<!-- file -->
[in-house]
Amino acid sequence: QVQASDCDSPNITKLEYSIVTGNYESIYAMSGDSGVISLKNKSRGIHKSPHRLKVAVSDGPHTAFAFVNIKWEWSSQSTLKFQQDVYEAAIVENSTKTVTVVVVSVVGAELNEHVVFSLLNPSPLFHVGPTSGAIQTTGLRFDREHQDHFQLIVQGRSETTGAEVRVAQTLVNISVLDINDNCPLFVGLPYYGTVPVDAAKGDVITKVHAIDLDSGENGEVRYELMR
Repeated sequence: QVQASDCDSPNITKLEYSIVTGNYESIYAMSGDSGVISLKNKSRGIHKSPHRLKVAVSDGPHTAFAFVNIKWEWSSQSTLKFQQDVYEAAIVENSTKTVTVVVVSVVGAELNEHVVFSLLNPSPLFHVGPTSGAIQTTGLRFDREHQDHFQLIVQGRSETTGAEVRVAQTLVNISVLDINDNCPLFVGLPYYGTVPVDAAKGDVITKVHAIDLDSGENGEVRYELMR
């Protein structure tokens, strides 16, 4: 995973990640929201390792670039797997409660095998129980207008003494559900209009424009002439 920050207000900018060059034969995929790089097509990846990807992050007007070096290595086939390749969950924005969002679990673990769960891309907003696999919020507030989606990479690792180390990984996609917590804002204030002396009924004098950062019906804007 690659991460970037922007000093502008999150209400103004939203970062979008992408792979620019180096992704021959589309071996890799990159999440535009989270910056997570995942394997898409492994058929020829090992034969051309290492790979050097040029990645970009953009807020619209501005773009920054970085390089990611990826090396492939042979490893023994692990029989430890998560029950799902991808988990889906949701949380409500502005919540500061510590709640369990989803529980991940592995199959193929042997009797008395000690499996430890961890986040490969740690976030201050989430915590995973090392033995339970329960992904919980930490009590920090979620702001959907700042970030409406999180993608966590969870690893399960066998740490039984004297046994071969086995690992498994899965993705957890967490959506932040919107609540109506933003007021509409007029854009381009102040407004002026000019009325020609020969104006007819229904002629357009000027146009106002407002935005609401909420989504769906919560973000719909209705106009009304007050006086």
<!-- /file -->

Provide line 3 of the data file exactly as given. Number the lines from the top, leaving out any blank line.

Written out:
Repeated sequence: QVQASDCDSPNITKLEYSIVTGNYESIYAMSGDSGVISLKNKSRGIHKSPHRLKVAVSDGPHTAFAFVNIKWEWSSQSTLKFQQDVYEAAIVENSTKTVTVVVVSVVGAELNEHVVFSLLNPSPLFHVGPTSGAIQTTGLRFDREHQDHFQLIVQGRSETTGAEVRVAQTLVNISVLDINDNCPLFVGLPYYGTVPVDAAKGDVITKVHAIDLDSGENGEVRYELMR